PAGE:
After the rapid sinking of his musical The Last Ship and two albums with traditional English renaissance and Christmas songs, many people including myself were wondering whether the “old” Sting would ever return. Well, he just did! And to me it very much feels like 1991 again when Sting released The Soul Cages, his third studio album.
I had a pretty good feeling about 57th & 9th from the get-go when I listened for the first time to I Can’t Stop Thinking About You, the album’s first single released on September 1st. It proves Sting still has a great ear for catchy pop rock tunes. Not surprisingly, the song made it all the way to No. 3 on Billboard’s Adult Alternative Songs chart. I also immediately liked Petrol Head, the third single that came out earlier this month, an upbeat rocker with a refreshing dose of rawness to it.
Another standout on the album is 50,000, a eulogy for rock stars. According to an interview Sting gave to Rolling Stone in July, he wrote the song during the week of Prince’s death.Undoubtedly, 2016 has been a rough year in music, which in addition to Prince saw David Bowie, Glenn Frey and Keith Emerson pass away, among many others. Two other tunes I like to call out are Down, Down, Down and One Fine Day. Both could have appeared on Soul Cages, one of my favorite Sting albums.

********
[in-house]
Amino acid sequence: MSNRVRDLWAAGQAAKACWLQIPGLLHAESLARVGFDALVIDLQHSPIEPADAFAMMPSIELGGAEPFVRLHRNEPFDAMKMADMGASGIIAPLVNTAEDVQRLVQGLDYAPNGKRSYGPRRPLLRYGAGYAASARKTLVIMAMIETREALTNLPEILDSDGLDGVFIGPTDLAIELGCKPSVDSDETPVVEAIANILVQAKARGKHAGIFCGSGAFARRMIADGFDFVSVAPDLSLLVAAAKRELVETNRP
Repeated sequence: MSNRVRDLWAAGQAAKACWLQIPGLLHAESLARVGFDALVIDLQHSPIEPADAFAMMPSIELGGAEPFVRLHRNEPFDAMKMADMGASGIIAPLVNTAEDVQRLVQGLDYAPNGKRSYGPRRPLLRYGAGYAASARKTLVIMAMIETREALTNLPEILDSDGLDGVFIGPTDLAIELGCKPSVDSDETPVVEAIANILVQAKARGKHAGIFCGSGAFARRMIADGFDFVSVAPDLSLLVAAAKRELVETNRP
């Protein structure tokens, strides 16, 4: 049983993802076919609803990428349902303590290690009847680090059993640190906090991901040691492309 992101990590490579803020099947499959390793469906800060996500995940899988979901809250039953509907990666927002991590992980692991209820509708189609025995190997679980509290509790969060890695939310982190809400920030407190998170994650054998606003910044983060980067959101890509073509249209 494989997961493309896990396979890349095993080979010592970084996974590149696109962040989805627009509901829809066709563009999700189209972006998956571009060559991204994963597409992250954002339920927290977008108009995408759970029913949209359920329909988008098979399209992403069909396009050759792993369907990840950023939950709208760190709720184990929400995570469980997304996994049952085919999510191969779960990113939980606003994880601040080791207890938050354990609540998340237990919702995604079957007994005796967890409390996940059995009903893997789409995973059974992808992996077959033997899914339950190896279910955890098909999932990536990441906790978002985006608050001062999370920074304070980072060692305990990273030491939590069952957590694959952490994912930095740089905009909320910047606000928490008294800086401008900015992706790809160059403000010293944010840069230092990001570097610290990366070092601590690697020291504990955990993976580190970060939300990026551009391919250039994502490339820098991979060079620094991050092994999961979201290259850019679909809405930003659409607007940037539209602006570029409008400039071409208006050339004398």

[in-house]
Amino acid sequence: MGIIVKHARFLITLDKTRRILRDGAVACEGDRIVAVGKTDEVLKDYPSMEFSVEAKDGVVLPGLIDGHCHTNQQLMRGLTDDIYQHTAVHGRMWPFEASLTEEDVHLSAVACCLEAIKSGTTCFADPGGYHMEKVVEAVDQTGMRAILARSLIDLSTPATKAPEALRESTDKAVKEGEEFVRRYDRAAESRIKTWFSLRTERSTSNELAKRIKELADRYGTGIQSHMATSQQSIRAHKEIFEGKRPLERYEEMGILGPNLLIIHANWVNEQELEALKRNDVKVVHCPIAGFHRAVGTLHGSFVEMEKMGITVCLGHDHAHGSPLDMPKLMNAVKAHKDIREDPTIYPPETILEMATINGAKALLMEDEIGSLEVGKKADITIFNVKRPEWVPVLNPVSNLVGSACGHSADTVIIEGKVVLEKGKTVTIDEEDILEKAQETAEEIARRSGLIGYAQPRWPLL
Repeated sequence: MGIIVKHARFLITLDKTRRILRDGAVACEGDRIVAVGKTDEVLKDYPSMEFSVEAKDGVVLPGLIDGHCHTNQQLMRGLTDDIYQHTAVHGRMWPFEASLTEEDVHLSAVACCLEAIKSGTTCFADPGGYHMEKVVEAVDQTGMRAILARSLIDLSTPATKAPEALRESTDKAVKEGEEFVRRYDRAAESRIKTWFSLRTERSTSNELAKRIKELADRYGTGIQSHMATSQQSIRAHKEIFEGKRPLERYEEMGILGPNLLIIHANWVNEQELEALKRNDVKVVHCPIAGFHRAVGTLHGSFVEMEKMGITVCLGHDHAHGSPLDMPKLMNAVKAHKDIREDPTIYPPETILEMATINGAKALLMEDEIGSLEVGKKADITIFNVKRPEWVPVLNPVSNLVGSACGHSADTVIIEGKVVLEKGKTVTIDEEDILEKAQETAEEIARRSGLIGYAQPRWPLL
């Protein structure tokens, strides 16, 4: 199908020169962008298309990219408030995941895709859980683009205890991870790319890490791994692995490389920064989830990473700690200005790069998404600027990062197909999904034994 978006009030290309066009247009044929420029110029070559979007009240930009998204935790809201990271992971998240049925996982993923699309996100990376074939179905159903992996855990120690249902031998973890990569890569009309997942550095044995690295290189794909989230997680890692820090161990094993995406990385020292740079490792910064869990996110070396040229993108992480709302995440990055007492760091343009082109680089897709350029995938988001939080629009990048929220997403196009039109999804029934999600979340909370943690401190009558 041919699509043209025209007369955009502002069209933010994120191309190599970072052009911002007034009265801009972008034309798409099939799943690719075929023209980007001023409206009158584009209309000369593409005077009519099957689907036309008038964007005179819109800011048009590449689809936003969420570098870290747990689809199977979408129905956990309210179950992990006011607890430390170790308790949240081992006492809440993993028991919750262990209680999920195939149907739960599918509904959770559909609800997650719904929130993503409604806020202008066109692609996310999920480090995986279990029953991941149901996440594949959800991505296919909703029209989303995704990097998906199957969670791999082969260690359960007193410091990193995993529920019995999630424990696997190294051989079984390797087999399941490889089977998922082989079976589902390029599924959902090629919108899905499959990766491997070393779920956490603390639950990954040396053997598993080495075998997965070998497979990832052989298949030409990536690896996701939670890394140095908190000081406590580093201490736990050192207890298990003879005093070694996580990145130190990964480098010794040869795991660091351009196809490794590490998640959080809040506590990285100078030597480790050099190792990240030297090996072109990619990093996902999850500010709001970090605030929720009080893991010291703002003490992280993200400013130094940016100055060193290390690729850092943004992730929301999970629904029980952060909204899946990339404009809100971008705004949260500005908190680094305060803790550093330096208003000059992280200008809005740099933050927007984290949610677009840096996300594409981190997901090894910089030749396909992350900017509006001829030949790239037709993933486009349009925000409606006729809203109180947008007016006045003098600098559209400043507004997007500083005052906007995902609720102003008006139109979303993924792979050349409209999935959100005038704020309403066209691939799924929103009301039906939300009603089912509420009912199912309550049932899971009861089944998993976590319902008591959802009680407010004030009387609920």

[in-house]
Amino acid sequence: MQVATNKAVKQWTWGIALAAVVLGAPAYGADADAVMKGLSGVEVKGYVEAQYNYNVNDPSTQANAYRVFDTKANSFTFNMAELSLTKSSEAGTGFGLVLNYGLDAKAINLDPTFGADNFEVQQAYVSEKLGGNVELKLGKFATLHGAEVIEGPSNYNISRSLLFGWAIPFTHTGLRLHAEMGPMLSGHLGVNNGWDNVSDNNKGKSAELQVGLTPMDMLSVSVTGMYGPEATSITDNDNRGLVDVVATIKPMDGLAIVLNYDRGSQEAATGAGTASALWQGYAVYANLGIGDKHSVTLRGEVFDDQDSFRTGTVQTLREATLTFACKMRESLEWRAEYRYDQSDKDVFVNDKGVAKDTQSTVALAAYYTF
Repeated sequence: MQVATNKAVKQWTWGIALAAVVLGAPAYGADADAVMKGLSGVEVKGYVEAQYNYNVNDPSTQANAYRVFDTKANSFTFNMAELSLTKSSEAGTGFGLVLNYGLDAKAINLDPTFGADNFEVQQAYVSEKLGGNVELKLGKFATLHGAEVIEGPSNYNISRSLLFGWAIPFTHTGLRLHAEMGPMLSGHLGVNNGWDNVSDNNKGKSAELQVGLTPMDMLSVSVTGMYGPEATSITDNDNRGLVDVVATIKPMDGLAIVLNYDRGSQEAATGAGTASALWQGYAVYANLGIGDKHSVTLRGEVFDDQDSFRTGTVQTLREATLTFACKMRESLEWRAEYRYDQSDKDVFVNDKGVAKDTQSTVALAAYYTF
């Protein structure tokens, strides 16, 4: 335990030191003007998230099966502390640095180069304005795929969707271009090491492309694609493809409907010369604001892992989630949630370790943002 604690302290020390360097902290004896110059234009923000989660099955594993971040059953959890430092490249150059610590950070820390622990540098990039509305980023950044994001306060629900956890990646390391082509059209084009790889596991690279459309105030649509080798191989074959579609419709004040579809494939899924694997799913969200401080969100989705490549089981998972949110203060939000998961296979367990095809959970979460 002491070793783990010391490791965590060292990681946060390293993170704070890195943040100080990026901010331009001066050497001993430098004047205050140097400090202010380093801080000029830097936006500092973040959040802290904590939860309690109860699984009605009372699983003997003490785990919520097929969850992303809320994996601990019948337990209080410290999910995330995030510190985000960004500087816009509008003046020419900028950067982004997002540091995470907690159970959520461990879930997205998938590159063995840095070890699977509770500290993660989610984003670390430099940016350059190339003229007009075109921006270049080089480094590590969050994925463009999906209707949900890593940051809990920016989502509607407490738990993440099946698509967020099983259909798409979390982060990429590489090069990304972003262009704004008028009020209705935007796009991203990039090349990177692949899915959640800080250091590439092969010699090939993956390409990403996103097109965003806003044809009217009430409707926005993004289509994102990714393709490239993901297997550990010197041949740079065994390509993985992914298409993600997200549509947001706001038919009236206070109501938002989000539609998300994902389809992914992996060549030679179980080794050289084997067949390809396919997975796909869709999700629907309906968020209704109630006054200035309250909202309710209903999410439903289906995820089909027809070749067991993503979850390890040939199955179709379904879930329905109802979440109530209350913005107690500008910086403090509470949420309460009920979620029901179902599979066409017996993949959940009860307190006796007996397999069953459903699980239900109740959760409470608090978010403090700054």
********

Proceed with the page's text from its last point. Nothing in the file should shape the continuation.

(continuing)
57th & 9th was produced by Martin Kierszenbaum, who has produced for Lady Gaga and Madonna, among others. Kierszenbaum also plays organ, piano, mellotron and keyboards on the album. The title is named after the intersection in New York City Sting crossed every day on his way to the studio where much of the music was recorded.
Sting co-wrote the majority of songs with Dominic Miller, Lyle Workman and Josh Freese. Miller, a British guitarist, has worked with Sting for more than 20 years. Workman is an American session musician and producer, who played with Sting during his 2006 Broken Music tour and at Live 8. Freese is an American multi-instrumentalist who among others played drums for Guns N’ Roses from 1997 to 2000.
I’ve always admired Sting, both for his musical craftsmanship and his songwriting. I also have a lot of respect for artists who step away from their formula that brought them success to explore something new. Sting has certainly done that and probably gained some inspiration from it. Maybe that’s what it took to come back and make another great pop rock album.